This cake was created by Frederick Van Johnson‘s friend Lisa… who also happens to be a pastry chef.


On the next photos, Stephen Balson shows us the birthday cake he got on the first weekend of May 2009. “Here is my cake from last weekend I got for my birthday. A local shop (Wollongong) made it from pictures my wife gave them from the web.”

othercakes7 created this Canon cake.


The next Marzipan Camera Birthday Cake was baked by CookiePursonality.


This Minolta cake was baked by SJayneI.


Below is Chef Duff’s take on the subject matter. By the way—check the outstanding cakes on his webpage


I will be adding more cakes to the list, as I find them.

06. 05. 2009

Photoshop mistakes.

Sometimes we, retouchers, forget to switch off layers and clean up our work before submitting it to print. Here are some of the interesting examples of such mishaps—Photoshop mistakes.

An interesting choice of cloning tools on the neck area. The original article is situated here, and you can see that the editors quickly learned about the mistake and cropped the picture.

Is not the left eye’s pupil much more dilated than the other one’s?

How many hands should an ordinary Guinevere have?

An ultra rare package of cereal, that changes one’s skin pigmentation.

An invisible friend with a visible hand? Not so neat.

Poor Gina-Lisa Lohfink, look at this incredibly thin thigh—Liquify function at its mightiest :) That is what her legs really look like.

13. 06. 2009

Obama and Ratzinger in Oishi tea advertisement.


Barack Obama (President of the USA) and Joseph Ratzinger (Pope Benedict XVI) drink only Oishi tea. Really? :) A google search did not bring any confirmation to the claims stipulated on the advertisement that follows…


The Ratzinger’s bubble says: “Me—only OISHI” and Obama’s bubble “Me too—only OISHI”. Inbetween the bubbles in white bold letters: “A new beginning!”, and below in red letters: “First real tea without preservants and artificial colouring—

The advertisement is placed on the benches in a bench-advertisement chain in Prague. What do you think, is it a local small agency’s advertising stunt (and rather daring at that), or the people portrayed really know about the Oishi’s arrangement and are really supporting the brand? :) What do you think?

p. s.: an interesting addition, the web page is not working (as of 25. 06. 2009), only adding “www.” in front of the address helps to open the pages. Another sign of an amateurish job?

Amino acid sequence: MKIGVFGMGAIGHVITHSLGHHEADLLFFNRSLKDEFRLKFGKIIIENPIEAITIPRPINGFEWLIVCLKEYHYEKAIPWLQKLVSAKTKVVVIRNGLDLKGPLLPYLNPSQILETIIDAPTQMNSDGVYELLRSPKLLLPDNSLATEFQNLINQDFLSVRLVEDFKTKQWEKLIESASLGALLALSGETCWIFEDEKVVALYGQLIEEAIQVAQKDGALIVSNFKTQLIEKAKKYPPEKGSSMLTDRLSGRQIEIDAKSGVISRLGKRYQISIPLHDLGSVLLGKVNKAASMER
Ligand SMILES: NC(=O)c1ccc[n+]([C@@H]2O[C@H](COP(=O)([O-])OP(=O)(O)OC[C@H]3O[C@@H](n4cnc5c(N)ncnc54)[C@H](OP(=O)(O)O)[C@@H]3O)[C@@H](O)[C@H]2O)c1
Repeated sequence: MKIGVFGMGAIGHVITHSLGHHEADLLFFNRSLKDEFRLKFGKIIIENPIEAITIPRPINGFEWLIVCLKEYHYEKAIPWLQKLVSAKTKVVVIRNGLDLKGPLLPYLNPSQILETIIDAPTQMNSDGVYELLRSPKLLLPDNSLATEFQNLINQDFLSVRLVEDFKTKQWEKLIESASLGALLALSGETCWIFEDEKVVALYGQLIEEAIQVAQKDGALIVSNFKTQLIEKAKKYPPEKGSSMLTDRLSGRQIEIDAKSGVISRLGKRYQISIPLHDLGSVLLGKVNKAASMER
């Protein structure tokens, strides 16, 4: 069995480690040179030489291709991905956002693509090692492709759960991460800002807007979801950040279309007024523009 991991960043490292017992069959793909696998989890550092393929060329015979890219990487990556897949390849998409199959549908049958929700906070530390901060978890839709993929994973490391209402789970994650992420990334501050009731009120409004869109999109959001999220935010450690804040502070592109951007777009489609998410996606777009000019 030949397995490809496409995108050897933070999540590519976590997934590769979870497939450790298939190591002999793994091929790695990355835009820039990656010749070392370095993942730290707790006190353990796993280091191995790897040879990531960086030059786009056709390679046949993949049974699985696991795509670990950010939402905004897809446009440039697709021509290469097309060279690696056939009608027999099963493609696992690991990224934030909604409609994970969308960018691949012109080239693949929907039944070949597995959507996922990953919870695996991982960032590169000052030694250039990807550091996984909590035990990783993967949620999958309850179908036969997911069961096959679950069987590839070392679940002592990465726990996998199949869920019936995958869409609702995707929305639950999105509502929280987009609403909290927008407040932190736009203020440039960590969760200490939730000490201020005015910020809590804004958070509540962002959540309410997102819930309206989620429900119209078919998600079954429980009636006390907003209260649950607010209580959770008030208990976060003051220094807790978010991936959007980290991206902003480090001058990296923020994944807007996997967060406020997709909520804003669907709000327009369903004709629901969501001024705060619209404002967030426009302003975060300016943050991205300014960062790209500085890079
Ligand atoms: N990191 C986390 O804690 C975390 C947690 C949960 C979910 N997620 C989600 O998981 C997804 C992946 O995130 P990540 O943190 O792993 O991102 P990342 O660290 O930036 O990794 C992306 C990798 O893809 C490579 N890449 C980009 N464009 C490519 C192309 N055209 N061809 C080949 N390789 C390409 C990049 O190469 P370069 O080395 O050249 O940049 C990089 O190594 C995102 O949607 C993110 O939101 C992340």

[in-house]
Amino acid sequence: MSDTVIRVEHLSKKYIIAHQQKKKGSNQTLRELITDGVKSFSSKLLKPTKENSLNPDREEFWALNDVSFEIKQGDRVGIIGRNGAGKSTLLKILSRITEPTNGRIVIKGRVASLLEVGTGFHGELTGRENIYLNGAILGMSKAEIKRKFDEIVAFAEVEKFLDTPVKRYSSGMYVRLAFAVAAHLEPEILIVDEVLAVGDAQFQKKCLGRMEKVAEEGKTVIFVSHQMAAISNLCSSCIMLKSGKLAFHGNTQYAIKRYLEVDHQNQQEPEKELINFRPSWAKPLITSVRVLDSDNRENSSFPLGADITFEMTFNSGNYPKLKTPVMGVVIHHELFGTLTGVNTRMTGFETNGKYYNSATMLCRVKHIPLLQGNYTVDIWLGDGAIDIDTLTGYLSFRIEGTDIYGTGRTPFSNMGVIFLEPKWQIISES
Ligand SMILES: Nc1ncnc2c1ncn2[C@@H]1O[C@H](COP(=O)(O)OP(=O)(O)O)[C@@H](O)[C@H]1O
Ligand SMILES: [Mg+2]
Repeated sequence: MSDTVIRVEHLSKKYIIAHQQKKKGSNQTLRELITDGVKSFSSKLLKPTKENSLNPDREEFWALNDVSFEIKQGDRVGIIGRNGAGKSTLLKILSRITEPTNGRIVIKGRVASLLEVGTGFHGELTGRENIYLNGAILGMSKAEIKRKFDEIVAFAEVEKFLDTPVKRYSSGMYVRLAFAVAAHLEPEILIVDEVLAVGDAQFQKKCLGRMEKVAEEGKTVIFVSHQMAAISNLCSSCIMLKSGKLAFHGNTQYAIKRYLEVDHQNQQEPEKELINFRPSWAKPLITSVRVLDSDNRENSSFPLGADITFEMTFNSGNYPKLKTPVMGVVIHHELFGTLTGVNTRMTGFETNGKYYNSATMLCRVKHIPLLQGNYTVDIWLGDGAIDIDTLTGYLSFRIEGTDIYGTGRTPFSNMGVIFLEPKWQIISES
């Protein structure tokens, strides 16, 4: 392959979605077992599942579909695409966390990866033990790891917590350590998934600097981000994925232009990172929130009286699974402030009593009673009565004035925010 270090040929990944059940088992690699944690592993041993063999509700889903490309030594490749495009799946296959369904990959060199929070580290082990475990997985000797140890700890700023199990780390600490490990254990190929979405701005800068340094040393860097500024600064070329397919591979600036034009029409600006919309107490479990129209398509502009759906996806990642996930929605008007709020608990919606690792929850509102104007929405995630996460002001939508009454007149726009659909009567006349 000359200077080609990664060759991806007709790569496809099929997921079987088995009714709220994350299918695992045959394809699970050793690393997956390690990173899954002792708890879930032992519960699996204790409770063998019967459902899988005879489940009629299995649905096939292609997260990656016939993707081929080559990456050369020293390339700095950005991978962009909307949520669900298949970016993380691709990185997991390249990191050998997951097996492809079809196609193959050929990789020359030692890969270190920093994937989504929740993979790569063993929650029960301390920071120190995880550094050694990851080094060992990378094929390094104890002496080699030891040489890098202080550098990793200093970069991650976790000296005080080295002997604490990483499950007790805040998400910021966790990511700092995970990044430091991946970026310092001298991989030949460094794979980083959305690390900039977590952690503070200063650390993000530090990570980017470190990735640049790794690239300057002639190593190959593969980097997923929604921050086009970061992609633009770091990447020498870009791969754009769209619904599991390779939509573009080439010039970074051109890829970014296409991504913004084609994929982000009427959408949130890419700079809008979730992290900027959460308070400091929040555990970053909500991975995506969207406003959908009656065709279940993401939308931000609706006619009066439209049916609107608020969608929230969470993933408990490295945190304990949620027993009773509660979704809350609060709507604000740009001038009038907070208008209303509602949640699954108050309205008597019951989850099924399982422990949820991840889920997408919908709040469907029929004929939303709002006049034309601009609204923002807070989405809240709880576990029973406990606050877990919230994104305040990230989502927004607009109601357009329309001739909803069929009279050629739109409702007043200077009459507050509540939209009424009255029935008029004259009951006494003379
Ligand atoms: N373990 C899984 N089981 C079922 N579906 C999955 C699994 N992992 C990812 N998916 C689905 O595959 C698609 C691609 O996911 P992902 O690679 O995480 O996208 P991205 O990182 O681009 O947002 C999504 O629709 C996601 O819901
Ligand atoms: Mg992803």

25. 06. 2009

About alleged Michio Hoshino’s last photograph of a bear.


The alleged wildlife photographer’s last photograph of a bear is spreading through internet like wildfire. A lot of people believe the story and repast it in the discussion forums and send it by email. But fewer people know that the photo (above) is a fake and has no relevance to the tragic accident that happened on August 8, 1996. Let us find out what really happened…

That day, a photographer Michio Hoshino was killed by a brown bear while on assignment in Kurilskoye lake. Mr. Michio “was on the peninsula as part of a team making a documentary film about brown bears. (…) The documentary was for a Japanese television network. (…) Hoshino was attacked by the bear in his tent on the bank of a lake at about 4 a.m. (…)The other team members heard Hoshino’s screams and came running, but the bear dashed into the woods dragging Hoshino. (…) Searchers later found his body in the woods. source

As the eyewitnesses recall, Michio Hoshino’s “cabin was crowded with a visiting Japanese television crew, so Hoshino—who abhorred snoring—chose to sleep in a tent.” Guide Igor Revenko later gave this self-translated account: “The tragedy happened at 4 a.m. I woke up by call of cameramen: “Tent! Bear! Tent!” In two seconds, I and my brother and the rest of the crew got out and heard Michio’s cry and bear’s growl. It was dark and we flashlighted the tent being destroyed and bear back in the grass ten meters away. Immediately we started to yell enormously but bear didn’t even rise a head. I found shovel and metal bucket and started to bang, three to five meters from bear. Bear rised head once very shortly, then took Hoshino’s body by teeth and disappeared in the darkness.” source

As for the photo itself, we can observe that it was created as a composition of two photos—a tent and a bear ones.


If you look at the light, it is clear it could not be done in 4 a.m. The light on the photo is more like noon. Also, we see that the bear’s head is inside the tent, but the light on his nose does not support that notion. In addition, notice the shadow from the plants outside the tent, notice the light inside the tent—all points out to the sun being on the right side of a photographer. The bear, on the contrary, is lit from the left—I doubt there was an external flash outside the tent.

And what is more revealing—is that the bear’s foot is also inside a tent, but in a strange way—too sharp line of a tent material, not the whole width of a foot is inside. Putting all the evidence together, we can say that this is clearly a fake photo.

Update: the photo was photoshopped by a user BonnySaintAndrew as a an entry for a Final Photo 9 contest.


Michio Hoshino (September 27, 1952—August 8, 1996) was a famous Japanese-born nature photographer. He originally hailed from Ichikawa, Chiba Prefecture. In 1978 he left his native Japan and went to live in Fairbanks, Alaska. He was called one of the most accomplished nature photographers of our time and was compared to Ansel Adams. Hoshino specialized in photographing Alaskan wildlife. A memorial totem pole was raised in Sitka Alaska, on August 8, 2008—the month and day Michio Hoshino was killed, in honor of his work. Relatives and witnesses from Japan, including his widow, attended the ceremony. Hoshino’s wife and son, only two years old at the time of his death, survive him. source, source

Some of his photos can be viewed on University of Alaska museum website.

29. 05. 2009